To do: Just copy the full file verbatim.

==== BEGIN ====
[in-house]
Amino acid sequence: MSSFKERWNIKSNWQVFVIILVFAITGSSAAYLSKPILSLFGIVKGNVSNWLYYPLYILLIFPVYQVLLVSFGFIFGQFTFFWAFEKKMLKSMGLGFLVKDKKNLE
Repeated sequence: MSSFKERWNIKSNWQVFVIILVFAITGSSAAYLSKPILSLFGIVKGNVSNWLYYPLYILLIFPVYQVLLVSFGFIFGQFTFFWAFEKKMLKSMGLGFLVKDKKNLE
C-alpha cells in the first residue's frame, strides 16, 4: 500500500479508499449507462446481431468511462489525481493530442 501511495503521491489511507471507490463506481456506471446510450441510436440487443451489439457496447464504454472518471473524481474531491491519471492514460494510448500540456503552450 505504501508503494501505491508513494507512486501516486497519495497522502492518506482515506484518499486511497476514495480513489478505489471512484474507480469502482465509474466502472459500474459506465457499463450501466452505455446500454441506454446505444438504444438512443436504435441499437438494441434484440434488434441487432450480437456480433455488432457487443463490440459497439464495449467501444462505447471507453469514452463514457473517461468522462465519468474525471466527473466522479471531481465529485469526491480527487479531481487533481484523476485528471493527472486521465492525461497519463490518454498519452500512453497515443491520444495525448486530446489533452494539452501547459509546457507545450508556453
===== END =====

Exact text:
[in-house]
Amino acid sequence: MSSFKERWNIKSNWQVFVIILVFAITGSSAAYLSKPILSLFGIVKGNVSNWLYYPLYILLIFPVYQVLLVSFGFIFGQFTFFWAFEKKMLKSMGLGFLVKDKKNLE
Repeated sequence: MSSFKERWNIKSNWQVFVIILVFAITGSSAAYLSKPILSLFGIVKGNVSNWLYYPLYILLIFPVYQVLLVSFGFIFGQFTFFWAFEKKMLKSMGLGFLVKDKKNLE
C-alpha cells in the first residue's frame, strides 16, 4: 500500500479508499449507462446481431468511462489525481493530442 501511495503521491489511507471507490463506481456506471446510450441510436440487443451489439457496447464504454472518471473524481474531491491519471492514460494510448500540456503552450 505504501508503494501505491508513494507512486501516486497519495497522502492518506482515506484518499486511497476514495480513489478505489471512484474507480469502482465509474466502472459500474459506465457499463450501466452505455446500454441506454446505444438504444438512443436504435441499437438494441434484440434488434441487432450480437456480433455488432457487443463490440459497439464495449467501444462505447471507453469514452463514457473517461468522462465519468474525471466527473466522479471531481465529485469526491480527487479531481487533481484523476485528471493527472486521465492525461497519463490518454498519452500512453497515443491520444495525448486530446489533452494539452501547459509546457507545450508556453